Vino ‘View:  You may have noticed, this bottle of Arnaldo Caprai Montefalco Rosso DOC 2013 (14% alc., $21) is empty. That’s because I shared it with a neighbor who loves Italian reds and we drank every drop. This wine benefits from decanting; although our first glass smelled strongly of dark berries, we tasted only chocolate and dried tobacco. (Nothing wrong with that; I love a smoky BigSexyRed.) The fruit emerged in our aerated second glass: blackberry jam, some black pepper and fewer tannins. Notice the thick tears staining your glass as you swirl; you’ll feel heat in your throat from all of that alcohol. And in the long finish, a tart surprise – a hint of lemon rind toward the back of my tongue. Bring on the lasagna!

Arrivederci for now,

Mary

[The Montefalco Rosso was sent to BigSexyReds for reviewing purposes.]

Washington Wine Month is Walla-Walla-Wonderful!

Some say the shrubby, scrubby, almost desert-like terrain of eastern Washington is what gives character and backbone to wines from that state. There, in the rain shadow of the Cascades, you’ll find 99 percent of Washington’s vineyards.

Red Willow vineyard, Yakima AVA, Washington

Red Willow vineyard, Yakima AVA, Washington

March is Washington Wine Month and we can all raise our glasses: their wines are sold in all 50 states and about 40 countries.

Big Sexy Reds do well here. A slew of micro-climates are scattered across the state’s 13 AVAs, but typically the vines goes fully dormant in winter, with temps from 28°-45° to keep the roots cozy and growing, and hoarding their carbs until the vines are ready to sprint in the spring. Diurnal (overnight) temperature swings of 40° keep the acid levels up there, and summertime highs of 90° or more make great sugar for the fruit.

Some 25,000 acres are planted with reds – slightly more than half the state’s vines – with about 10,300 acres of Cabernet Sauvignon alone. But it’s all good for red-lovers of every stripe; Washington also produces Merlot, Syrah, Cabernet Franc, Sangiovese, Nebbiolo, Tempranillo, Malbec and more. For white-wine drinkers they grow Riesling, Chardonnay, Sauvignon Blanc, Pinot Gris, Viognier – more than 40 wine grapes in all.

Harvest, Figgins Family Wines, Walla Walla, Washington

Harvest, Figgins Family Wines, Walla Walla, Washington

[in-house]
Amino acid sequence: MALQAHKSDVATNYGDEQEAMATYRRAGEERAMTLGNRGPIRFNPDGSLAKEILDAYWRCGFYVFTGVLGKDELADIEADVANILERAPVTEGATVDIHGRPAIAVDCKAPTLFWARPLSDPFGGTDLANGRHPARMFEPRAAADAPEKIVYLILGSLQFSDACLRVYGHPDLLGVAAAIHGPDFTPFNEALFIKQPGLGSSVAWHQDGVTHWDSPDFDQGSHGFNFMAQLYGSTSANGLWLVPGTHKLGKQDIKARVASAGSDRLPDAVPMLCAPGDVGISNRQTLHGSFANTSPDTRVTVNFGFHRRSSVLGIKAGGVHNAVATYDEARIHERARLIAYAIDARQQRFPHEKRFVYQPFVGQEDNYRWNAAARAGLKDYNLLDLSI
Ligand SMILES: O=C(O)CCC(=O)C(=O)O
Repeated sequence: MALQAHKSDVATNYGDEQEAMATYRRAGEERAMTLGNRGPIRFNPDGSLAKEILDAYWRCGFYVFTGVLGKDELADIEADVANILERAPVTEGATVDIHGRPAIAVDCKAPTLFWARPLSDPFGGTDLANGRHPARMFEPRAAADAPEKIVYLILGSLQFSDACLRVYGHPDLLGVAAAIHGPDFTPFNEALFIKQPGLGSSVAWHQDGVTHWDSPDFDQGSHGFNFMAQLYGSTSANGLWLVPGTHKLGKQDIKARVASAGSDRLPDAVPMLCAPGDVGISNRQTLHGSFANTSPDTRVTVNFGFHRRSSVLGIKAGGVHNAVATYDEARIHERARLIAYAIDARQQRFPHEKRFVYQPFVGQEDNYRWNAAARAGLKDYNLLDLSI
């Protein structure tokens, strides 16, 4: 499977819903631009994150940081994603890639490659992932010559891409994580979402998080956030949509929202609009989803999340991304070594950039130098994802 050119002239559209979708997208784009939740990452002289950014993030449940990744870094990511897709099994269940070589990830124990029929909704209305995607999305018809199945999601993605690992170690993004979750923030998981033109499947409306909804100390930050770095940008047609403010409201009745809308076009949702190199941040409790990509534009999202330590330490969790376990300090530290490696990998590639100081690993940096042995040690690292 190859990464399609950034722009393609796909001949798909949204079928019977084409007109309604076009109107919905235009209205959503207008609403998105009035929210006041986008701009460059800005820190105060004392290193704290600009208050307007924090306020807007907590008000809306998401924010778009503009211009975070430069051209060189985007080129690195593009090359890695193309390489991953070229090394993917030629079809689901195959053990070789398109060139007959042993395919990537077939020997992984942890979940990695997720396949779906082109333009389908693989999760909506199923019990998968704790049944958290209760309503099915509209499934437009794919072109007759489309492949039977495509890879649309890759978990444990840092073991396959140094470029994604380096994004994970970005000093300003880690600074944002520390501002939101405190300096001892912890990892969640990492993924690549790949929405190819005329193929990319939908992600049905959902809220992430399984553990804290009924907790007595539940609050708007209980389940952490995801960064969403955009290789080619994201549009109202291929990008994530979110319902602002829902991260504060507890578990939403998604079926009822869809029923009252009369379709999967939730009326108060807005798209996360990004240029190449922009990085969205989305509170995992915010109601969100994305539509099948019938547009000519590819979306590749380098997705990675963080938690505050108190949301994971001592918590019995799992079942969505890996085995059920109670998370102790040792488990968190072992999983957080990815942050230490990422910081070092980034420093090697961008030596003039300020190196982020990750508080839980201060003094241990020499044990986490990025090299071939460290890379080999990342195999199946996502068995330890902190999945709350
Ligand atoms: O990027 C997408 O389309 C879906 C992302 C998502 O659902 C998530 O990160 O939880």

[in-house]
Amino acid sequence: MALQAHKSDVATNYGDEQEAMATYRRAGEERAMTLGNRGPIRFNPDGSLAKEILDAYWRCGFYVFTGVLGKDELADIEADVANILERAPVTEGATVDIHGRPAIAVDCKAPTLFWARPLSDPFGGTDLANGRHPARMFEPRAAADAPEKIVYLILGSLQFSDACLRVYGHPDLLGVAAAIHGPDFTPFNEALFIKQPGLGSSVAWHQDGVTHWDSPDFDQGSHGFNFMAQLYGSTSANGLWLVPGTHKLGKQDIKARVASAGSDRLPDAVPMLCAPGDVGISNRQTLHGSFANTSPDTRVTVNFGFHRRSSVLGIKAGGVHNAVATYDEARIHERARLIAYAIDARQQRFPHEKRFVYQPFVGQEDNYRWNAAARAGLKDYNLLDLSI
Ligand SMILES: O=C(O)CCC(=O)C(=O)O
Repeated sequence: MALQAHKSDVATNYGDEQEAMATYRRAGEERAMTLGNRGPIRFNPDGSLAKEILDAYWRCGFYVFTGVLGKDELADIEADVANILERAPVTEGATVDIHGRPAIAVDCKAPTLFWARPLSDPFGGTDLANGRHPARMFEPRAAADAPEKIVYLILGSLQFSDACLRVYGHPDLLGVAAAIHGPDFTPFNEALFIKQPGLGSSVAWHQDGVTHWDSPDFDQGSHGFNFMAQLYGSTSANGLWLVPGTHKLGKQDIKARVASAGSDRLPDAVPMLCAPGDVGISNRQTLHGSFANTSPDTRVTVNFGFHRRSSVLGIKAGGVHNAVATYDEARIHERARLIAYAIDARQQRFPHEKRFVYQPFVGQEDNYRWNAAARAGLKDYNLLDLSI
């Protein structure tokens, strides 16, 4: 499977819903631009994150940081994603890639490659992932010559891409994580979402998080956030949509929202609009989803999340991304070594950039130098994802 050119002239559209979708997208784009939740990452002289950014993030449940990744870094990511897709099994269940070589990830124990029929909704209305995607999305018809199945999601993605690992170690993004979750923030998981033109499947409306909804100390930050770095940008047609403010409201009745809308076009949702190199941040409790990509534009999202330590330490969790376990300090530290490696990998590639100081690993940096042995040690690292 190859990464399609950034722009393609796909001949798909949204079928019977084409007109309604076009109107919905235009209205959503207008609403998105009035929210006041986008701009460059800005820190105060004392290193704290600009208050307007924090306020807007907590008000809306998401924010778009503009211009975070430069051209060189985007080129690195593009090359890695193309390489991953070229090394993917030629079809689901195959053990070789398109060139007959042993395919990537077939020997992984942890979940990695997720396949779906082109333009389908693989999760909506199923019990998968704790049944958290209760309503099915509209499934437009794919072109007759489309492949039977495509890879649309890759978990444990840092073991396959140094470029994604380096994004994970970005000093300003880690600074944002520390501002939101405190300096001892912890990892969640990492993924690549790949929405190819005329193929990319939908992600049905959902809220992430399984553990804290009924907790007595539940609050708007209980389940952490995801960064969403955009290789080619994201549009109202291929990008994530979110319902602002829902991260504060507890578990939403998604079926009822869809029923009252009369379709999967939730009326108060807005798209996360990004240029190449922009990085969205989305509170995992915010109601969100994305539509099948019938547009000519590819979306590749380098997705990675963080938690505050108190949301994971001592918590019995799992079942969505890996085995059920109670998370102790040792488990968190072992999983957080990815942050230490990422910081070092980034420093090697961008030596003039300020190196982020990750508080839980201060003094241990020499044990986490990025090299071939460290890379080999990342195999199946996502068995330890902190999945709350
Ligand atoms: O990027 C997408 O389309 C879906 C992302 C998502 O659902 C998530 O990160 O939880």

Washington wine has come a long way since the first wine grapes appeared in the Walla Walla Valley around 1860. The state’s oldest living vines are the Muskat of Alexandria vines on Snipes Mountain, reportedly producing fruit since 1917. (Next year, when those vines celebrate their 100th birthday, I think Washington wine lovers should make a pilgrimage to Snipes Mountain and dance naked in the vineyard. Just saying.)  The first commercial-scale plantings – predecessors of today’s Chateau Ste. Michelle and Columbia Winery – came in the 1960s; today Washington wine is a $4.4-billion industry, with a new winery opening almost every 30 days.

Although the biggest tastings happen this month, you have plenty of time to plan a visit during sunny, walking-around weather: it generally stays warm (70°-80°) into the fall, with some wineries able to harvest as late as November.

Wine Lingo of the Day:  AVA = American Viticultural Area, an officially designated wine grape-growing region in the U.S. The gatekeeper for AVAs is the Alcohol and Tobacco Tax and Trade Bureau of the U.S. Department of the Treasury. Currently there are 234 AVAs in the U.S. (138 of them in California), with 10 applications pending for the creation of new AVAs or expansion of existing ones. One day when I’m feeling especially nerdy I’ll write an entire post on AVAs, their regulation and how they differ from wine-region designations in other countries. Sound exciting? Yeah, I thought that’s what you’d say…

Don’t forget to click the “Follow” tab (lower right corner of your screen) to get BigSexyReds.com by email (pretty please!).

Cheers!

Mary

[Photos courtesy of WashingtonWine.org]